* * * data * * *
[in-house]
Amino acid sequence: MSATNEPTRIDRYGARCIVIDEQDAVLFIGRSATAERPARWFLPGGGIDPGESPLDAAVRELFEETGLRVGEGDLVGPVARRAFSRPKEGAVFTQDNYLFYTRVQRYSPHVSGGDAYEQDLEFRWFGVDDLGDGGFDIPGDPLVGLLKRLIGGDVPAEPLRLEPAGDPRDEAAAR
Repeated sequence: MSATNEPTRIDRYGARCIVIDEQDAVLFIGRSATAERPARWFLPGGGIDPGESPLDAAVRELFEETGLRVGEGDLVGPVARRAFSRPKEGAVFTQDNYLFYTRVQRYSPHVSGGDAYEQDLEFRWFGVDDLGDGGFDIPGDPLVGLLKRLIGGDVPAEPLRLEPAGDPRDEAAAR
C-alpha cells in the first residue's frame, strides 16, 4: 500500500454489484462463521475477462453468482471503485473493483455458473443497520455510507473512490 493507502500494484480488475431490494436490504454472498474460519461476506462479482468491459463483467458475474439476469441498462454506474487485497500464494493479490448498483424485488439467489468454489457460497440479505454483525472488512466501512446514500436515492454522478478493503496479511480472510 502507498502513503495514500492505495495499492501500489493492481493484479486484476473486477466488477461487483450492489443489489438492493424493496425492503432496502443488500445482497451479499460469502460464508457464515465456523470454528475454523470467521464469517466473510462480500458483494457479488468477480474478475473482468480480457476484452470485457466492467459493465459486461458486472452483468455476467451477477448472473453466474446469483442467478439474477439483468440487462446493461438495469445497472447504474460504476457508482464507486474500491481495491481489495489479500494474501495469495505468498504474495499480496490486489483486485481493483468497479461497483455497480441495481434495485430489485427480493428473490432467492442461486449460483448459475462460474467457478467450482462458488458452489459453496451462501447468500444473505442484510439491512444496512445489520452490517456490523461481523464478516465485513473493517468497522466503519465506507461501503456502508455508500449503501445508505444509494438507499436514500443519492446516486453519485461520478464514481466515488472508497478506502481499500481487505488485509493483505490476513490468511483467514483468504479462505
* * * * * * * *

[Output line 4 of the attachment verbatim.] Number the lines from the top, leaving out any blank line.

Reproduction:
C-alpha cells in the first residue's frame, strides 16, 4: 500500500454489484462463521475477462453468482471503485473493483455458473443497520455510507473512490 493507502500494484480488475431490494436490504454472498474460519461476506462479482468491459463483467458475474439476469441498462454506474487485497500464494493479490448498483424485488439467489468454489457460497440479505454483525472488512466501512446514500436515492454522478478493503496479511480472510 502507498502513503495514500492505495495499492501500489493492481493484479486484476473486477466488477461487483450492489443489489438492493424493496425492503432496502443488500445482497451479499460469502460464508457464515465456523470454528475454523470467521464469517466473510462480500458483494457479488468477480474478475473482468480480457476484452470485457466492467459493465459486461458486472452483468455476467451477477448472473453466474446469483442467478439474477439483468440487462446493461438495469445497472447504474460504476457508482464507486474500491481495491481489495489479500494474501495469495505468498504474495499480496490486489483486485481493483468497479461497483455497480441495481434495485430489485427480493428473490432467492442461486449460483448459475462460474467457478467450482462458488458452489459453496451462501447468500444473505442484510439491512444496512445489520452490517456490523461481523464478516465485513473493517468497522466503519465506507461501503456502508455508500449503501445508505444509494438507499436514500443519492446516486453519485461520478464514481466515488472508497478506502481499500481487505488485509493483505490476513490468511483467514483468504479462505